Robinson calls participation in Lincoln Memorial concert 'humbling'[Episcopal News Service] Episcopal Diocese of New Hampshire Bishop Gene Robinson will give the invocation January 18 at the first event in a week of celebrations marking President-elect Barack Obama's inauguration.
Robinson told Episcopal News Service that his participation in the "We Are One" concert at the Lincoln Memorial in Washington, D.C. is "a wonderful opportunity for the Episcopal Church and certainly the Episcopal Church in the Diocese of New Hampshire to be represented at this historic event and I am honored and not a little overwhelmed at the responsibility."
"I just hope I can live up to it," he added.
Robinson said he was invited by the inaugural committee to participate in the event about two-and-a-half weeks ago and that he had cooperated with the team's request that an announcement be held until some details were worked out.
His participation in the event stands in contrast to the December 17 announcement that Obama had asked theRev. Rick Warren, the pastor of Saddleback Church and a leading conservative evangelical, to deliver the invocation at the January 20 swearing-in ceremony on the steps of the U.S. Capitol. Robinson, who is openly gay and in June entered into a legal civil union with his long-time partner Mark Andrews, was prominent among those who criticized the president-elect's choice of Warren, who has equated gay relationships to incest and child abuse.
When Warren's invitation was announced, Robinson told the New York Times that "it was like a slap in the face," adding that "the God that he's praying to is not the God that I know."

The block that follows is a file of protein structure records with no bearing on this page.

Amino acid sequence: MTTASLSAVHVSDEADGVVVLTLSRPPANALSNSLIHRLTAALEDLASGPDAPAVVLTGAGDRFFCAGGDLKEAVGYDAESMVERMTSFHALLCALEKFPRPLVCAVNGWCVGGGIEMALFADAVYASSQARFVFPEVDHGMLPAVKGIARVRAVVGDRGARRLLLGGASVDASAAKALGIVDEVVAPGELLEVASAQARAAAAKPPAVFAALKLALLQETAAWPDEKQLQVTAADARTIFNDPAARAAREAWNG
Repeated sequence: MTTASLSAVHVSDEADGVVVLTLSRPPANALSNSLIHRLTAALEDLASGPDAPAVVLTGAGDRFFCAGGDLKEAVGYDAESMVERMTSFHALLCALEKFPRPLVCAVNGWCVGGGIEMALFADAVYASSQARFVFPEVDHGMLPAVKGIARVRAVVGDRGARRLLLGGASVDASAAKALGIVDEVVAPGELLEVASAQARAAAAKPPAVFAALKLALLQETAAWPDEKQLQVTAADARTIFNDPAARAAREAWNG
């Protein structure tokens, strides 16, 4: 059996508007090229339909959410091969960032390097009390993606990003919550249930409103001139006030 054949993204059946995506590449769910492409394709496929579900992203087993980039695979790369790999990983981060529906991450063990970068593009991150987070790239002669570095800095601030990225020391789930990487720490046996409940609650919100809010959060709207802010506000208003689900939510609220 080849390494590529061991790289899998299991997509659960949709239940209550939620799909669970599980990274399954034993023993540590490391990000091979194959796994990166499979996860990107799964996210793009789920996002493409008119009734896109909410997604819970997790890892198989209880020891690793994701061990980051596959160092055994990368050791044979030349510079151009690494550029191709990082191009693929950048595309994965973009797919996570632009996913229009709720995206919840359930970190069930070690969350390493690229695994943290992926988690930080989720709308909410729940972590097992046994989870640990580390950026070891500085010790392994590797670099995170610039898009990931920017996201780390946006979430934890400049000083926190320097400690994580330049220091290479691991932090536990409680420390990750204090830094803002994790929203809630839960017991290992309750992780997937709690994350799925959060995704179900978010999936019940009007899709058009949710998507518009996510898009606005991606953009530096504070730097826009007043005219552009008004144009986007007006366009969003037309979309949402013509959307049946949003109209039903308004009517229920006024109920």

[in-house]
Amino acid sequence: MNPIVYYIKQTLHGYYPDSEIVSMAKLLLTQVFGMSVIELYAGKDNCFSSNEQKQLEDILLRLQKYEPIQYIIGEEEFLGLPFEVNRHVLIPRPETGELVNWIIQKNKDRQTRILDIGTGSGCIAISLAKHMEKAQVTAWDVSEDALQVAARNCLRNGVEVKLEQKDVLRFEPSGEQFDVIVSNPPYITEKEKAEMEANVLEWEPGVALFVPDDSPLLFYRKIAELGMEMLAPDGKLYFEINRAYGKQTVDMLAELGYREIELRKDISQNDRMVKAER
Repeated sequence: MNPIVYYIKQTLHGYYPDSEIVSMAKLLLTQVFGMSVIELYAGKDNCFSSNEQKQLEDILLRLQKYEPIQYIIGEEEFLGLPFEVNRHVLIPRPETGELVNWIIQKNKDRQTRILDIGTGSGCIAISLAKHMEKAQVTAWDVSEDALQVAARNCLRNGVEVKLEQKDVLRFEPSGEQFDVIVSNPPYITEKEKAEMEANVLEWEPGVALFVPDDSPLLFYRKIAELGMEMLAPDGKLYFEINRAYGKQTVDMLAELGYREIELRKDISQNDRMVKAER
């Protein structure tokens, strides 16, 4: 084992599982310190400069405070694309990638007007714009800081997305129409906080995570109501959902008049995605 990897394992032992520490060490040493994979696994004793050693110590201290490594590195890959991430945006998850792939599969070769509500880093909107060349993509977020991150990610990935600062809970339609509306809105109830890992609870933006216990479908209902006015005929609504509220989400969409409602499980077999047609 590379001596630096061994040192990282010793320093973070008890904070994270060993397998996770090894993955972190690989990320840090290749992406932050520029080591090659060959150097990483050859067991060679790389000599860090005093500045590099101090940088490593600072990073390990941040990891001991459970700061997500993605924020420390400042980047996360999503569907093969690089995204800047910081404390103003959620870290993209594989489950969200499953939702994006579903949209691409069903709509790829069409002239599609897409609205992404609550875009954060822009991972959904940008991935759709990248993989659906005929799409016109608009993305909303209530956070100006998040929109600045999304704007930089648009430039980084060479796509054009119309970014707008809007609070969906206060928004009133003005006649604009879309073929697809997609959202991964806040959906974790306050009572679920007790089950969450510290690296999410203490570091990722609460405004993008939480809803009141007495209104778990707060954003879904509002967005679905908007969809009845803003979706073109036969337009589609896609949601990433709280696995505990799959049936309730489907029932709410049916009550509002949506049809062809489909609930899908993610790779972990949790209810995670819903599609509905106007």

Robinson told ENS that "the [Obama] transition team was in touch with me about that and I with them and I was very forthcoming in my feeling that this was a very troublesome choice not because Rick Warren's voice shouldn't be at the table but that this particular venue where he was being invited was not a roundtable discussion of a lot of different opinions" but that instead Warren would be "the prayer voice at the most-watched inaugural in history."
He praised parts of Warren's ministry. "I feel very positively about Rick Warren in some ways. He has broken from his evangelical brothers and sisters around his compassion of AIDS victims and his working on alleviating global poverty," Robinson said. "It's just that the views he holds about gay, lesbian, bisexual and transgender people are pretty awful and he even confirmed the statements that he has made comparing our relationships to incest and child abuse. That is extraordinarily troublesome."
However, Robinson told ENS January 12 that he did not think the invitation to participate in the Lincoln Memorial event was meant to balance out Warren's participation. Instead, Robinson suggested, the invitation was based on his early support of Obama, with whom he met several times during the New Hampshire primary.
"I became very convinced that his message against polarizing the nation but in fact drawing it together was one that everyone needed to hear so I became quite supportive of him and his campaign," Robinson said, adding that he advised the campaign and Obama "behind the scenes" particularly around gay and lesbian issues.
"It's certainly the case that the LGBT community will notice [Robinson's invitation] and it will matter a lot but I don't think that was the primary impetus for this," the bishop said.